Happy birthday, bull market!

Today, the current bull run in stocks celebrates its second birthday. Since March 9, 2009, the S&P 500 has nearly doubled, and while it remains below the pre-recession peak set back in 2007, investors who stayed the course have made back quite a bit of their money. Of course, now that we are well into one of the biggest market rallies in decades, some investors are starting to get a bit nervous. After all, how long can a good thing last?

Staying power
Well, if you're Laszlo Birinyi of research and money management firm Birinyi Associates, this current bull market still has some staying power. Birinyi, who gained fame by accurately calling for investors to buy stocks right around the market bottom two years ago, predicts a "long and durable bull market" that should continue for several years. Hedge fund manager Barton Biggs concurs, based on his belief that valuations are still below historical averages and that economic and profit growth will fuel further gains. Supporting this view, Bloomberg's recently complied analyst estimates show that companies in the S&P 500 are on track to boost earnings by 17% in the next year.

Of course, it's not all clear sailing ahead. Rising oil prices, unrest in the Middle East, and fiscal strains in parts of the debt-laden eurozone all have the potential to derail our economic recovery. And depending on which measure of valuation you use, the market may not be as undervalued as some people believe. While the market may be undervalued or fairly valued according to many traditional P/E measures, economist Robert Shiller has popularized an alternate method of calculating earnings that shows the market is currently selling at a premium. A cyclically adjusted P/E measure, which smoothes earnings over a 10-year period, shows that the market is currently trading at a P/E of 23.5, significantly above the long-term average of 16.4. So depending on how you look at things, continued market outperformance is not a sure thing.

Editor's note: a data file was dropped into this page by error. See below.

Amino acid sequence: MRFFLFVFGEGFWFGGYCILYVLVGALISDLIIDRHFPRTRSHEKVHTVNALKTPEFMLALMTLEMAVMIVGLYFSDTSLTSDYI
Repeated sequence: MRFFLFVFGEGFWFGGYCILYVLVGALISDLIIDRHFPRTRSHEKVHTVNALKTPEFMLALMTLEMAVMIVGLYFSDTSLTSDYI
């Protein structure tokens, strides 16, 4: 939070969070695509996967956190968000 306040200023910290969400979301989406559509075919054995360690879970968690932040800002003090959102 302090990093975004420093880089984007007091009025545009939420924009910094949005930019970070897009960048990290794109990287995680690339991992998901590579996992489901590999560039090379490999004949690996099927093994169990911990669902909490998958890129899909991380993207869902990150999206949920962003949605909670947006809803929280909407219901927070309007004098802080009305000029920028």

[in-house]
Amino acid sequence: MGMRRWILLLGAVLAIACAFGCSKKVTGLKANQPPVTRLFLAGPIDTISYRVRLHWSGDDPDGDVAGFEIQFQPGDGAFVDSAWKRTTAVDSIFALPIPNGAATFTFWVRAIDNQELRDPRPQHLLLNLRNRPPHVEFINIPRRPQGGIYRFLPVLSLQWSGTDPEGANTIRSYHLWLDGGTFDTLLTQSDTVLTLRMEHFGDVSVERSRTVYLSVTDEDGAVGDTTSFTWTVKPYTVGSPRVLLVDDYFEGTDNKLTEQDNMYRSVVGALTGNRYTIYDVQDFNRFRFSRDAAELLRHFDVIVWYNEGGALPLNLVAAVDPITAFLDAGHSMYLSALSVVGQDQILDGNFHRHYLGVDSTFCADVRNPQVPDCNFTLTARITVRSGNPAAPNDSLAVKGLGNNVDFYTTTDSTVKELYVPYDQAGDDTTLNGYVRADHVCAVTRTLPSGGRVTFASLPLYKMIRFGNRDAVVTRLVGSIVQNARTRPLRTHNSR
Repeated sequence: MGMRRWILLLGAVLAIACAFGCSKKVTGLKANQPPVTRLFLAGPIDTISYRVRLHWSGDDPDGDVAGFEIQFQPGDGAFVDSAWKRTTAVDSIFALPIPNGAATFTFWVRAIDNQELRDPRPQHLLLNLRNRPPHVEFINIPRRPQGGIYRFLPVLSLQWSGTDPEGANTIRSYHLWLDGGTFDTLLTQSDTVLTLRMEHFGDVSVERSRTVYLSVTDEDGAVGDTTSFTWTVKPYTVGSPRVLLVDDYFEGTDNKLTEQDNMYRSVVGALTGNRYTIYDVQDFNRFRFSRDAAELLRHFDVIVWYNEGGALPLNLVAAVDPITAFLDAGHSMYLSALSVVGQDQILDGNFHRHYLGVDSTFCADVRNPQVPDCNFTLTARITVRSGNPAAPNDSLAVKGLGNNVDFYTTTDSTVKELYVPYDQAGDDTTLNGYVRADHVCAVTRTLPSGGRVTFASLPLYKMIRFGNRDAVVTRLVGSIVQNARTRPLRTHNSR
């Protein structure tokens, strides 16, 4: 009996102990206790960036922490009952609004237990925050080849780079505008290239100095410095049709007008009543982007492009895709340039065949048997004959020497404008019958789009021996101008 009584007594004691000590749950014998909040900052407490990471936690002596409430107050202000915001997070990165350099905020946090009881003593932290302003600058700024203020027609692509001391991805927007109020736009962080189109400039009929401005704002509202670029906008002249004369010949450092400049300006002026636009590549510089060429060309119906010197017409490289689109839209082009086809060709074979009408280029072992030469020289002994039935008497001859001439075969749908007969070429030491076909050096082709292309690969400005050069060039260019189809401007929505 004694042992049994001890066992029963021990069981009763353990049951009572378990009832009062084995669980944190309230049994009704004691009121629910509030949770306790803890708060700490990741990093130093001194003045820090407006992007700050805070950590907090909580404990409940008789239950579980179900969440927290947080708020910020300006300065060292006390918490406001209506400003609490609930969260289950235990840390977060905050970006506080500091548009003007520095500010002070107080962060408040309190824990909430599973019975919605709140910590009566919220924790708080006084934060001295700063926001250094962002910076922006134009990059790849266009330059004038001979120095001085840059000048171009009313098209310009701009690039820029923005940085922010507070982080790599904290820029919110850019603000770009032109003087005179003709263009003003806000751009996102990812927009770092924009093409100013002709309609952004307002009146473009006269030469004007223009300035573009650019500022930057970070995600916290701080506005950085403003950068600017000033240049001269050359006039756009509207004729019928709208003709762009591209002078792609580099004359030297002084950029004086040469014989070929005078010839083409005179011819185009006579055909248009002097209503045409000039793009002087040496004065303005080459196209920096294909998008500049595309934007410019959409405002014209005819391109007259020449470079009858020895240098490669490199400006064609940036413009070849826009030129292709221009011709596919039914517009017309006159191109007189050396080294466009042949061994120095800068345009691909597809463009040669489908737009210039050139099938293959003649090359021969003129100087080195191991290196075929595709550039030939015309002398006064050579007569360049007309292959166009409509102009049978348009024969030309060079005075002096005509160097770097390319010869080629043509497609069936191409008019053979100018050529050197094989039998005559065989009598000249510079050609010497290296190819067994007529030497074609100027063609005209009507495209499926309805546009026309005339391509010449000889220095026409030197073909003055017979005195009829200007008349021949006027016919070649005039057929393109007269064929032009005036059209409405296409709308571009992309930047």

Room to run
For the most part, I agree with Birinyi's upbeat assessment, although I'm not as optimistic as he is. I do think the stock market will offer the highest gains in the coming years, compared with the alternatives of cash or bonds. However, given the general run-up in prices in recent years, there is a lot more risk in the stock market now. I do think the market is likely to put up a positive return in 2011, but those gains probably won't be of the same magnitude as they have been in recent years. With the S&P 500 Index returning 26% in 2009 and 15% in 2010, my bet is that the market index will return somewhere in the mid-to-high single digits by the end of this year.

There's a historical basis for my estimate here. According to data compiled by Prudential Financial, for the last nine bear markets since World War II, the average stock market return in the year following the market's bottom was 36%. The average return for the second year was 12% and for the third year was just 1%. This is consistent with the idea that most of the post-recession gains come immediately following the worst of the downturn. So while the market may gain ground this year, gains are likely to be more modest. Investors should also be prepared for a short-term pullback -- such an event would not be unexpected at this point in the market cycle.